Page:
Over the last 20 years, there has been a huge consolidation in the Australian grocery retail market. Two giant retailers (Coles and Woolworths) have opened up massive networks of supermarkets all across Australia. The number of stores owned by these retailers gives them huge buying power, so they are  able to negotiate very low prices from suppliers. They have also built out very efficient distribution networks (i.e. warehouses that suppliers deliver goods to, and trucks to get goods from the warehouses to the individual stores). This further cuts their costs, allowing them to undercut rival stores.

In order to compete with the 2 giants (who each have about 35% of the total market of groceries), the remaining independent supermarkets have turned to a company called IGA Distribution (owned by Metcash). IGA runs a distribution network, supplying supermarkets that account for about 15% of the total market. This gives IGA sufficient buying power to negotiate with suppliers prices that are about as good as the majors, and they run an equally efficient distribution system.

But the IGA strategy is to not own or manage any of the IGA branded & supplied stores. So while IGA stores share a common procurement and distribution system, they are NOT integrated at the POS level in the way that Coles or Woolworths stores are.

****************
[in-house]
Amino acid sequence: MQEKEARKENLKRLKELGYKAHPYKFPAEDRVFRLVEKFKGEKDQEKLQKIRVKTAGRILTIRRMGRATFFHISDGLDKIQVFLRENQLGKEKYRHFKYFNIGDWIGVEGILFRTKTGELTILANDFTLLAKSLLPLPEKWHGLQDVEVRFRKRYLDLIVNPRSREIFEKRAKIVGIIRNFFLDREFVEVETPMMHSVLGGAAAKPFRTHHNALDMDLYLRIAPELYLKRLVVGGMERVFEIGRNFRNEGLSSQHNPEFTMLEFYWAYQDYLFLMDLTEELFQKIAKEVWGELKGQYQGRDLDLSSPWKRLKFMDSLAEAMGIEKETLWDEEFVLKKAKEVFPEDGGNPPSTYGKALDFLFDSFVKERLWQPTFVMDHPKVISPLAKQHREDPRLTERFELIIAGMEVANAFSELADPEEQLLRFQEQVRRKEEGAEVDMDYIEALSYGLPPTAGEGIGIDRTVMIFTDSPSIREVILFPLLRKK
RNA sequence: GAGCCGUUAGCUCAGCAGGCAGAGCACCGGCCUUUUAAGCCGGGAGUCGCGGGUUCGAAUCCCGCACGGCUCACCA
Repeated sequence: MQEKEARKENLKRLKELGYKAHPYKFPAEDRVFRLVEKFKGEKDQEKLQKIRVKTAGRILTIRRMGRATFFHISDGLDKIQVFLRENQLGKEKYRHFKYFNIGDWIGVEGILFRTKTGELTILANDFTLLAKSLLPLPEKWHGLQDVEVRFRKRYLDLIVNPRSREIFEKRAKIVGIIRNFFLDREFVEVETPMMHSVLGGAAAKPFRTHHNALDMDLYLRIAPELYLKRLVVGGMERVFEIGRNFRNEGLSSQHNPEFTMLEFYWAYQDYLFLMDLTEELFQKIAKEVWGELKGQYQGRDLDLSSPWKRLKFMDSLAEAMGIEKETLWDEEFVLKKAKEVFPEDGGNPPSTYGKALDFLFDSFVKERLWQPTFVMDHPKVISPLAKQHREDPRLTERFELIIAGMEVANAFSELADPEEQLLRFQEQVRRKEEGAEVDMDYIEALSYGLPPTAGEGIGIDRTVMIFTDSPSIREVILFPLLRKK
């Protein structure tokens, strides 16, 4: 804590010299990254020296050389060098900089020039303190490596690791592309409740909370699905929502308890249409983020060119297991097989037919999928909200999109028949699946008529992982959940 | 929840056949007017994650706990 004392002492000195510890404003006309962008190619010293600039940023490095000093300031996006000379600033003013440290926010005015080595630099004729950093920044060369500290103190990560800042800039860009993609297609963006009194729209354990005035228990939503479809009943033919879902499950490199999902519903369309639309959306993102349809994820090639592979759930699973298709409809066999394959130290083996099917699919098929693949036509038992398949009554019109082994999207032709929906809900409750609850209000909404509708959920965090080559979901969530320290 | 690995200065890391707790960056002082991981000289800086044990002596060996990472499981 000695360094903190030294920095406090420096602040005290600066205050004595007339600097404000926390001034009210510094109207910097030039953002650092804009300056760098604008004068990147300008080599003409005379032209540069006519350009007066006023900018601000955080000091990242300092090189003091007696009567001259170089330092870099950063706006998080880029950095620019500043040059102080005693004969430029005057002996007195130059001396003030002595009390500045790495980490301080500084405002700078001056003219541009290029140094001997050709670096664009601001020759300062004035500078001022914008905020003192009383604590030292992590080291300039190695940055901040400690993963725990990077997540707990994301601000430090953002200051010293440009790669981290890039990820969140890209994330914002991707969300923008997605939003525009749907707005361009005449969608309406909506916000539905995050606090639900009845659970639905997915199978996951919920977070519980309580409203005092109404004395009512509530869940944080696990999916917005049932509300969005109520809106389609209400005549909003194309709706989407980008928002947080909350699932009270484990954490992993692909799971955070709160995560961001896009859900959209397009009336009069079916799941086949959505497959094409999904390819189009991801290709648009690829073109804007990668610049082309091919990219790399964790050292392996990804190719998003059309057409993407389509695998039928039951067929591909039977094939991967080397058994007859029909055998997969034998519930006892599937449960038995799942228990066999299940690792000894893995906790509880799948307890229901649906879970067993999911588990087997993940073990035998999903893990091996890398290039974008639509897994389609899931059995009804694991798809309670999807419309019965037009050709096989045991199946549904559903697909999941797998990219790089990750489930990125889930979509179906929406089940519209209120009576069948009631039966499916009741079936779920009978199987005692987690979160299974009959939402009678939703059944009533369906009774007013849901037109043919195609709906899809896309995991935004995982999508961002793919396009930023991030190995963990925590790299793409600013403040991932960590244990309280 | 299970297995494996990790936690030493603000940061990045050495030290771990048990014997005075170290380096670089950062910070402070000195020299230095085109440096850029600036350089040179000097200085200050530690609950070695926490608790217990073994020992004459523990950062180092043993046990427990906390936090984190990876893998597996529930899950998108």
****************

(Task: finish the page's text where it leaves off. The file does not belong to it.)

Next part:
Now the grocery market has reached a stable configuration, Coles and Woolworths are taking their systems and distribution networks beyond groceries and in to other markets, e.g. they both already own, or have strategic partnerships with, liqour and petrol retailers, and both have started to make forays into financial services (e.g. Coles Myer Credit Cards).

As well as increasing buying power, each new segment allows cross-promotional initiatives that increase the "gravitational pull" of the retailer as a whole. e.g. Fly Buys drives business to all CML brands, and I think if CML ever issued a Fly Buys branded Credit Card that combine both loyalty programs on to a single card, it would be a huge winner. But all these initiatives require the use of a common IT platform.

Nop doubt IGA would very much like to be able to form alliances with organisations in other segments, e.g. partner with a petrol supplier, or a financial services company, but their ability to create these kinds of deals will be substantially undermined by the lack of a universal POS system that new products can be built into.

As n example of how IGA is suffering from their lack of a standard POS platform, consider their response to the ‘fuel discount’ programs offered by both Coles and Woolworths. Both the Coles and the Woolworths programs work in the same way, if you spend $30 or more at a supermarket, the POS prints a coupon on your receipt that can be redeemed at a participating service station, for a 4c a litre discount. This program drives business to both participating supermarkets and service stations, and so the costs of the discount can be split between both the benefiting parties.